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Simple limit question

  1. Oct 14, 2005 #1
    *Not really homework, just curious:

    [tex] \forall a > 1 , b \ne 0, \lim_{x\to \infty} [ x \ln (a) - \ln (a^x + b) ] = \; {?} [/tex]
  2. jcsd
  3. Oct 14, 2005 #2
    Use common logarithm rules to rearrange the expression inside the limit. You should end up with only the limit of a single logarithm.
  4. Oct 15, 2005 #3
    I think you mean rearranging the expression as:
    [tex] \mathop {\lim }\limits_{x \to \infty } \ln \left( {\frac{{a^x }}{{a^x + b}}} \right) [/tex]

    Hmm, how would I advance from there? An indeterminate form exists within the natural logarithm, although I'm not quite sure that would justify using L'Hopital.

    Perhaps some additional algebraic manipulation is required?
    Last edited: Oct 15, 2005
  5. Oct 15, 2005 #4


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    Homework Helper

    You can then divide both numerator and denominator within the natural logarithm by ax, something like:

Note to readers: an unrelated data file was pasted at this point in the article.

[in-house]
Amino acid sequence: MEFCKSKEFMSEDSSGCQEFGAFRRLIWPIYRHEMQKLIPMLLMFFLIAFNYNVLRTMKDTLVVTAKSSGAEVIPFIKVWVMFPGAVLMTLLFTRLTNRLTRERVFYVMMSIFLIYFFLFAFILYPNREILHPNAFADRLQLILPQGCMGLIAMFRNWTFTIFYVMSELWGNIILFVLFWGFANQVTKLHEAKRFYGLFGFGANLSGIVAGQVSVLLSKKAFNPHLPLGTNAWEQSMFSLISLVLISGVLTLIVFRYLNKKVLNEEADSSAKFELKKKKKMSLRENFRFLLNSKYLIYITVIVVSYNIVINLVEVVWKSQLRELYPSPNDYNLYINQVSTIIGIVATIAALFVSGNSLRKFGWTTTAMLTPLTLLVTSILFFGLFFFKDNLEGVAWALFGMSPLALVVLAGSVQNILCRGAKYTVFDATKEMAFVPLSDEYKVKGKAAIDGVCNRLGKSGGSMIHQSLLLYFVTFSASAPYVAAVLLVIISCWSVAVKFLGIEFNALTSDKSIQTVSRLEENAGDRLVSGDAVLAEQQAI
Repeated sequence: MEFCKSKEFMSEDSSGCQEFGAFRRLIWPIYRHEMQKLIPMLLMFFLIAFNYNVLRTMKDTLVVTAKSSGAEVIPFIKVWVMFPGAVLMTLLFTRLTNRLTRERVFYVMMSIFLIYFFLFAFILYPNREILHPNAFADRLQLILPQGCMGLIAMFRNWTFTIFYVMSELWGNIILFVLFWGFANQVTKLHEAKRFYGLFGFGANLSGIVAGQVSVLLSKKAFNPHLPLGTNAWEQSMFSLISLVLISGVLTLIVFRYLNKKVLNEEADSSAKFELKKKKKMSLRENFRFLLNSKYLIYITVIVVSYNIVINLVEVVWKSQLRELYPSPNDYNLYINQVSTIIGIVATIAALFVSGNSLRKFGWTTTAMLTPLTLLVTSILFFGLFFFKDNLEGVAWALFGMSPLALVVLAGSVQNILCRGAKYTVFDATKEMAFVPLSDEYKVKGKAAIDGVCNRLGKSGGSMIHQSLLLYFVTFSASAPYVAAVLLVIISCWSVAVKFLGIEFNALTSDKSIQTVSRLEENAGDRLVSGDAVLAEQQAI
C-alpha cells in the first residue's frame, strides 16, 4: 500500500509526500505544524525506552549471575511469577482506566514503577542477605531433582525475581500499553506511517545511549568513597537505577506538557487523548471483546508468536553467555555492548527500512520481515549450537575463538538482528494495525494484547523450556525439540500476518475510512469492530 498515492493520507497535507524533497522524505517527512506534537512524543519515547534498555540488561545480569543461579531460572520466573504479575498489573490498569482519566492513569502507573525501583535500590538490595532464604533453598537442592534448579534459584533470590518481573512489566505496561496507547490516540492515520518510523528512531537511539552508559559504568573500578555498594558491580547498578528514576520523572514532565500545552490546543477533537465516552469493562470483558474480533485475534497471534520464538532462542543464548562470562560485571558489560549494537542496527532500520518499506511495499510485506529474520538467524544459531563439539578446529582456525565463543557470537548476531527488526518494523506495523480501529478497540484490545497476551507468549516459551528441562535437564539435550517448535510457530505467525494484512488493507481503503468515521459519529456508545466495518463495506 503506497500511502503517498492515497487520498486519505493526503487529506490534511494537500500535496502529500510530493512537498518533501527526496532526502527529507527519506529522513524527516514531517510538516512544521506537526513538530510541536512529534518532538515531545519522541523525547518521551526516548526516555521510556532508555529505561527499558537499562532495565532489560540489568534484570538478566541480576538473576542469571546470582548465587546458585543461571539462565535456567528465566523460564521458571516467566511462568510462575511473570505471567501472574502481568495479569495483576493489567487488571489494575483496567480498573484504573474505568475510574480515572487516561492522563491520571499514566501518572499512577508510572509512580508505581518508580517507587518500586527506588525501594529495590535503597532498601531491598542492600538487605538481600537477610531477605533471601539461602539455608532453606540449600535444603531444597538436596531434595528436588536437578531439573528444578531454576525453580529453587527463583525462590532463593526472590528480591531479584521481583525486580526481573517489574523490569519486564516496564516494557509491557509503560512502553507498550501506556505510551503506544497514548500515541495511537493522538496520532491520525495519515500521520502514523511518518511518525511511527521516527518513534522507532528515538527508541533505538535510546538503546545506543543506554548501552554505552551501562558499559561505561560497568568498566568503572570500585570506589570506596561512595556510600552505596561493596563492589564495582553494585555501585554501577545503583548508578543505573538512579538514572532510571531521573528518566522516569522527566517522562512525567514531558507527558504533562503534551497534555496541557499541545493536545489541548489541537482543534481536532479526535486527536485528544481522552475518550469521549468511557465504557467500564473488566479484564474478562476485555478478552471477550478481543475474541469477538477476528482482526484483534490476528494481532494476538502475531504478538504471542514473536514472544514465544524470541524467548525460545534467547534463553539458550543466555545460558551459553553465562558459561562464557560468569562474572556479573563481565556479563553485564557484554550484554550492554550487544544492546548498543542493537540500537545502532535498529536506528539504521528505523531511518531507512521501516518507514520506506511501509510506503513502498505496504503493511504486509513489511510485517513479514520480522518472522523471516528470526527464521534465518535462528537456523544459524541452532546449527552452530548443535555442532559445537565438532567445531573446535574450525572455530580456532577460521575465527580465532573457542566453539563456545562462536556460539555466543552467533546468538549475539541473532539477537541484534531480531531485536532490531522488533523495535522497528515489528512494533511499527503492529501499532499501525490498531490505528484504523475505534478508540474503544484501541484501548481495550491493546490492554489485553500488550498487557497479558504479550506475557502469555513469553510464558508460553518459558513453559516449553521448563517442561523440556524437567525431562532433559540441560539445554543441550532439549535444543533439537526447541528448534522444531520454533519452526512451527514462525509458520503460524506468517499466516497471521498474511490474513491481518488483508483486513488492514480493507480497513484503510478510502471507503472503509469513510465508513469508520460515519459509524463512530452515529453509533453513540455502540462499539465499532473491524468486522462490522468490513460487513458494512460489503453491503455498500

[tex]\lim_{x \rightarrow \infty} \ln \left( \frac{a ^ x}{a ^ x + b} \right) = \lim_{x \rightarrow \infty} \ln \left( \frac{\frac{a ^ x}{a ^ x}}{\frac{a ^ x + b}{a ^ x}} \right) = \lim_{x \rightarrow \infty} \ln \left( \frac{1}{1 + \frac{b}{a ^ x}} \right)[/tex].
    Can you go from here?
    L'Hopital's rule can be use to solve [itex]\frac{0}{0}[/itex], or [itex]\frac{\infty}{\infty}[/itex] form. It states:
    [tex]\lim_{x \rightarrow \alpha} \frac{f(x)}{g(x)} = \lim_{x \rightarrow \alpha} \frac{f'(x)}{g'(x)}[/tex].
    Note that it can only be used when f(x), and g(x) both tend to 0 or infinity.
    Viet Dao,
    Last edited: Oct 15, 2005
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